Monday, March 10, 2014

Wealth and the Staying Power of Nationalism

“in Crimea right now[, w]e're approaching this in the language of Marxism. . . We're the ones that believe in economic determinism if the stock market tanks, if the oligarchs have trouble with their wealth. I'm not sure Vladimir Putin thinks that way. He's thinking like a nationalist, not in terms of economic categories.”

 --George Will, Conservative Panelist, “Fox News Sunday”

This blog believes the success of capitalism and democracy will bring about peace. If the people have their way, government will allow the market to flourish, because people want “peace and prosperity.”

Unfortunately, government, activist government, gets in the way--a kleptocracy that has to justify its existence by searching for problems to solve. So governments tend to fan nationalism (government as protector) and push socialism (government as provider)--two “isms” that cut against “peace and prosperity.” (With Hitler, the two came together as “National Socialism,” forming a true witches' brew.)

So no surprise, really, that Vladimir Putin would risk damaging his nation’s economy in order to advance Russian nationalism. No surprise, but sad anyway.

If you look at the per capita Gross Domestic Product (GDP) of world nations, measured in purchasing power parity and using CIA data, Russia at $17,200 is roughly half as wealthy as the European Union as a whole, and as Japan, France, and Israel individually.  Russia instead is in the same neighborhood as Argentina, Malaysia, and Panama.  Russia’s per capita GDP, in fact, is only $4,500 above the world average.  No wonder Putin boosts nationalism, not economic progress.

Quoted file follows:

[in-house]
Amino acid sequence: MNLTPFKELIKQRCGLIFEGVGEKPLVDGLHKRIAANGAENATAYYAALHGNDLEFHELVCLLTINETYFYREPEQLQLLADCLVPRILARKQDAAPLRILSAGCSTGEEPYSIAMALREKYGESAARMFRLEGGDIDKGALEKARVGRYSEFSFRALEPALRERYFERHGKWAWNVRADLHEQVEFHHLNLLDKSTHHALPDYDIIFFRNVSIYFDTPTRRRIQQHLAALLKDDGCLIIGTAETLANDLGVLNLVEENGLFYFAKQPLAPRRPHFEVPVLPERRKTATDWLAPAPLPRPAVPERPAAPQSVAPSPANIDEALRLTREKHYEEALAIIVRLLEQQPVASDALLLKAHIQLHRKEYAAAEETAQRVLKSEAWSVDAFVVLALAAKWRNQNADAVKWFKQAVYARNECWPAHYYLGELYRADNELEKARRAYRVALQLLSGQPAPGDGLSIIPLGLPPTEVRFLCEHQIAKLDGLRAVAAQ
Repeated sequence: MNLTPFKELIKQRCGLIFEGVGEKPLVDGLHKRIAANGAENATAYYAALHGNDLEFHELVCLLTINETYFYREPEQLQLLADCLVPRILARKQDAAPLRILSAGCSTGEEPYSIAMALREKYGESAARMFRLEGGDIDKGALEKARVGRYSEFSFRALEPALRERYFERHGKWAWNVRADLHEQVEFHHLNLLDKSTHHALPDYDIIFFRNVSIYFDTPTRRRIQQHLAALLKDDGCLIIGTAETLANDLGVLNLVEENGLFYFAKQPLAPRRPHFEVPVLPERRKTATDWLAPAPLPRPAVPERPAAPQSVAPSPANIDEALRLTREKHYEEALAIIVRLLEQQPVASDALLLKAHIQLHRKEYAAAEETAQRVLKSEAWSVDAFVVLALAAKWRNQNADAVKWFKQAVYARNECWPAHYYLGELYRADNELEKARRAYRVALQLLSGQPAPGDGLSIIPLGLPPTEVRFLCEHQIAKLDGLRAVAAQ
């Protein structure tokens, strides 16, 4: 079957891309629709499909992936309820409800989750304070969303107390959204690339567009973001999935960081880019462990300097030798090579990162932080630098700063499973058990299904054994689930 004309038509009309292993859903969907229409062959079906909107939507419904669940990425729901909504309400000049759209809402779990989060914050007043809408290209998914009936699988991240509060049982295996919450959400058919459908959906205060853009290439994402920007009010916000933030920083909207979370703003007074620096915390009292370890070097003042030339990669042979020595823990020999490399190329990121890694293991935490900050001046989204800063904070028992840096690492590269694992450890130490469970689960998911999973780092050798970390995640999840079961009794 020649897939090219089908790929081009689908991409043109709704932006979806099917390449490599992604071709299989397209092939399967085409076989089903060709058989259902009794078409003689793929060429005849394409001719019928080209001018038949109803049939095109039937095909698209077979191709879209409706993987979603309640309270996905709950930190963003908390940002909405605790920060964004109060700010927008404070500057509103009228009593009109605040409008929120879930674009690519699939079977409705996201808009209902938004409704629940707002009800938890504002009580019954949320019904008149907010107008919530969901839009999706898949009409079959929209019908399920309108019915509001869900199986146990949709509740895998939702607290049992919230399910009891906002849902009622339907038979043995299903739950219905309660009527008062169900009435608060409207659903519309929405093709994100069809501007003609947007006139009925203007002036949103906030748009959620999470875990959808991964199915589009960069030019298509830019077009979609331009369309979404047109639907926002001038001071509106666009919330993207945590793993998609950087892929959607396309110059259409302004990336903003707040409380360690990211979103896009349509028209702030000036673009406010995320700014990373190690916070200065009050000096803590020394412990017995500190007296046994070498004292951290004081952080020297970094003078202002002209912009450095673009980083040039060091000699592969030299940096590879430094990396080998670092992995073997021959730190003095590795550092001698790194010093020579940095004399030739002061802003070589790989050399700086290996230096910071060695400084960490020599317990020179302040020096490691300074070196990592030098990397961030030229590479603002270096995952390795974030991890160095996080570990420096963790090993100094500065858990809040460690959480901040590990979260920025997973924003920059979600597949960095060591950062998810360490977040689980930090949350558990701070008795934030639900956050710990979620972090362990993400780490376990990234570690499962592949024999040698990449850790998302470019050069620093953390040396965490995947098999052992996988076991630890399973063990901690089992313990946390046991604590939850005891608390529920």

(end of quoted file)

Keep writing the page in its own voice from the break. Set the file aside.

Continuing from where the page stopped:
Hong Kong
In a ranking of nations by per capita GDP, who are some of the surprising winners?

Singapore’s per capita GDP is $61,400, near the very top and ahead of the U.S. at $50,700. Also ahead of the U.S.--Hong Kong at $52,300. In my lifetime, what a change! Taiwan, another Chinese entity, is at $39,400 nipping at Germany’s heels ($39,700), and ahead of the United Kingdom, Japan, and France. This truly may be China's century.

The Czech Republic has come out from behind the Iron Curtain to lead the old Soviet Warsaw Pact nations at $27,600, now ahead of old NATO’s Greece ($24,900) and Portugal ($23,800). Botswana, at $16,400, leads Sub-Saharan Africa, and ranks ahead of European Belarus, North American Mexico, and NATO member Turkey.

What about struggling nations?

Modolva’s per capita GDP is only $3,600, leaving a European nation that borders the Ukraine trailing India ($4,000) and just ahead of Ghana ($3,500). Thailand, at $9,900, is now barely ahead of China ($9,800). It used to be the rich rice bowl of Southeast Asia.

The Philippines, at $4,700--less than half Thailand’s per capita GDP--continues its economic struggle. Sadly, the West Bank and Gaza have a per capita GDP of only $2,900, less than 9% of Israel’s $32,800.  Finally, Haiti ($1,300), Nepal ($1,300), and Afghanistan ($1,100) are the poorest non-African nations.

No comments: